“What are you going to do?”

“I haven’t decided yet. I’m thinking about alcohol poisoning,” Caleb said, rubbing the corners of his mouth.

“Wow, you’re going to off yourself?”

“Sacrifice,” Caleb corrected.

“Okay. Sure. Whatever. How well do you know this guy?”

“How do you mean,” Caleb asked.

“I mean you can count on one hand how many times you’ve hung out with him. You guys are clearly not friends. Now you’re going to die so he can live? That’s a bad shake. You got a whole life ahead of you.”  

“I see,” Caleb answered after a moment of reflection. 

“You should let him go,” Red followed. 

“Anything else,” Caleb asked, shaking his head. “Gimme that beer.”

“I’ll be your wingman,” Red said confidently.

“A wingman to a death sentence. Do me a favor, will you? Stay in this room. And don’t come out until one of us is out,” Caleb instructed.

Caleb returned to the party, but his vision blurred and the music attacked his senses. All the students were blurred out and the voices echoed. Until a blurry figure walked into his space with a finger placed on his chest.

“I’ve been looking for you,” Grant said very slowly. His speech was slurred. 

“What’s wrong with you,” Caleb asked with a frown.

“I heard what you said! A charity case, huh?”

“I didn’t mean it.” 

“You said to Red, ‘you think you like hanging out with me?'”

Caleb had the wind knocked out of him. He couldn’t believe after his dream, he was capable of that.

“I did say that,” Caleb said. “And I’m sorry. Are you drunk?”

“In case you didn’t realize, I can have a good time,” Grant said at a much slower rate.

“Was this your first time drinking?”

“Yeah, but who cares?”

“Look at me,” Greg yelled, grabbing Grant’s shoulders. “How much have you had to drink?”

‘I don’t answer to you, stuuupid. You’re slowly concerned with winning. I can win too. I can kick your ass.”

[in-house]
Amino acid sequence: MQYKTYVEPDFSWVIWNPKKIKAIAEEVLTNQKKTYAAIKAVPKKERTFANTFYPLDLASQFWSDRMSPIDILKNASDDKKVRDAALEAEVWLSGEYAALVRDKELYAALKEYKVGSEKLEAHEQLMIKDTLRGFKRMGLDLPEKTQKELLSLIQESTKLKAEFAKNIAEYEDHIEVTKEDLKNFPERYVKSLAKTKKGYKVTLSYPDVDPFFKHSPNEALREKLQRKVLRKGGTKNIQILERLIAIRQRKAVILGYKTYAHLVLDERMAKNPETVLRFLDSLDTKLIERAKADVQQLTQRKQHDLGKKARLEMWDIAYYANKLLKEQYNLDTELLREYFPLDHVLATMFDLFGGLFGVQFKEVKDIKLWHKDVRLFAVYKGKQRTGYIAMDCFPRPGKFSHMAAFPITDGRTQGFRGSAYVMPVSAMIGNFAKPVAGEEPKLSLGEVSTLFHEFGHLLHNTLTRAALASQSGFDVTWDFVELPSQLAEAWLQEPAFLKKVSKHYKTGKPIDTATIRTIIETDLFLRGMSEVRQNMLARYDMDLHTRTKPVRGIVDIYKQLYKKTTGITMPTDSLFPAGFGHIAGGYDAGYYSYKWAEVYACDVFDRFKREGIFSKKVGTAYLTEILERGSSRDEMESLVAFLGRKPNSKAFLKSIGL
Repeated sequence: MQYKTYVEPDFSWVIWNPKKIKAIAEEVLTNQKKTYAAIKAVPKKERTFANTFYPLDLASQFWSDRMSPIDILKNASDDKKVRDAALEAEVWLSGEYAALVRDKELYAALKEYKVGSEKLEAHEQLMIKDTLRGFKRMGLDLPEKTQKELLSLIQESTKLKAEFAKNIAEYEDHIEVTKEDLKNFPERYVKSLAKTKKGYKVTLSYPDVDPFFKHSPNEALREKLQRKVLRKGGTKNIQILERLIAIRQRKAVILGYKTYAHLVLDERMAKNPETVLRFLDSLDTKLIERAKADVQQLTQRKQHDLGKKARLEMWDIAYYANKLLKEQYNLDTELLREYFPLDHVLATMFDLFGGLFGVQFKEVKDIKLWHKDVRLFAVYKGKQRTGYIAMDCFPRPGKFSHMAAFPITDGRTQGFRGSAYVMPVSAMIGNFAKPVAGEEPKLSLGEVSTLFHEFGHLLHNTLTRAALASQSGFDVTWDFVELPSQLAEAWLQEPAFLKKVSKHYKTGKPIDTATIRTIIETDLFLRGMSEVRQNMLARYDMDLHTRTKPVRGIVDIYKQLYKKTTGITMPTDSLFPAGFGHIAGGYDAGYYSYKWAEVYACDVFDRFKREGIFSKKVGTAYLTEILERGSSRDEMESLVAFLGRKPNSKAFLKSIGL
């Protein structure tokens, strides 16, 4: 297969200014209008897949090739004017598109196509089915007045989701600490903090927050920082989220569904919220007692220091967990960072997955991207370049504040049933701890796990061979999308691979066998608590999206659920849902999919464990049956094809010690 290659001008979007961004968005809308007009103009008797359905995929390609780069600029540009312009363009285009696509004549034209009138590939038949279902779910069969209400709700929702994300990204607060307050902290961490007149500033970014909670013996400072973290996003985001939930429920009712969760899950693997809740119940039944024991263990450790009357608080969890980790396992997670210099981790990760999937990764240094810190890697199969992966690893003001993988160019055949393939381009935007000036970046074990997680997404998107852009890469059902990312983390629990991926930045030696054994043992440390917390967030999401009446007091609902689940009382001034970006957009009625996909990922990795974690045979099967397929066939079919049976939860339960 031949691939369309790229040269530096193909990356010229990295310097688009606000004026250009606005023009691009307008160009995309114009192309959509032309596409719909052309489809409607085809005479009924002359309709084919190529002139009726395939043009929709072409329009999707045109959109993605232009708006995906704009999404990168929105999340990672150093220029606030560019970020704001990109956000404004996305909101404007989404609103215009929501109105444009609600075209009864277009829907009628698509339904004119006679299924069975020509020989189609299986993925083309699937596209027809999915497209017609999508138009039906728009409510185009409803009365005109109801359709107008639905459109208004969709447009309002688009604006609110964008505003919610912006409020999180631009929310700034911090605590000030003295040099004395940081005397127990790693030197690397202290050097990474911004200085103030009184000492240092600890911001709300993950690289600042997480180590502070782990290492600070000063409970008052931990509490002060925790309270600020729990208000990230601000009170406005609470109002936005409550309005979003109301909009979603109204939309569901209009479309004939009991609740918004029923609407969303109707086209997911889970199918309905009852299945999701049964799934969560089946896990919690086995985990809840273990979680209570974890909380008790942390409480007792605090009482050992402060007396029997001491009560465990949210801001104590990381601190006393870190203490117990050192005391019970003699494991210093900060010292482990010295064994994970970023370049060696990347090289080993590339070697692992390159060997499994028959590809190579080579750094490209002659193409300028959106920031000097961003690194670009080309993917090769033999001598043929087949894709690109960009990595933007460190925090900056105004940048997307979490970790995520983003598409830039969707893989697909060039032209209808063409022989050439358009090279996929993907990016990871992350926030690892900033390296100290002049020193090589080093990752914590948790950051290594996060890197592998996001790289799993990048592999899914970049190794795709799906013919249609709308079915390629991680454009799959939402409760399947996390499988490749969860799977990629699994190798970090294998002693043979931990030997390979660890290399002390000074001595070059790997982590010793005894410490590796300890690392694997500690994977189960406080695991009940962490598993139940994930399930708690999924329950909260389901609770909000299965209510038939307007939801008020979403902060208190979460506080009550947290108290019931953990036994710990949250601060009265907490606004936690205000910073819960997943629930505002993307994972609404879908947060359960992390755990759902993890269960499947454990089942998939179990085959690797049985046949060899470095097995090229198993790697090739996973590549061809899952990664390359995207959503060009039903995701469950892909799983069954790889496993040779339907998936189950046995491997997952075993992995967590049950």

Caleb’s face lit up. “That’s it! Right now. You and me. Drinking contest. The last person standing wins. What do ya say?”

“Sure,” Grant said, swaying around. “I can win any day.”

“Maestro,” Caleb yelled to the bartender. “What’s the hardest drink you have?”

“Bacardi shots,” the bartender said over the subsiding crowd.

“Line em up,” Caleb ordered over the hushed crowd. The crowd lifted their voices in cheers and jeers. Caleb sat down and two students brought over a chair and a table for the shot contest. He closed his eyes and knew this would be the last moments he had earth.

“What are you doing,” Red asked. He had emerged from the rear room. “If you do this, you won’t win.”

“I know,” Caleb said. The shots were poured. Caleb and Grant faced each other down as the crowd fell silent. Caleb reached for his shot glass.

“No,” Grant said loudly. “I go first!” 

Caleb smiled. “Okay. Ladies first.”

Grant’s smile melted away to disgust. “Screw you. You go.”

Caleb reached and drank three shots at once. 

“Prick,” Grant said with a sneer.

“Yeah,” Caleb said with a fading smile. “You win.” 

And with that Caleb fell over his chair and watch the lights dim on his made up mind.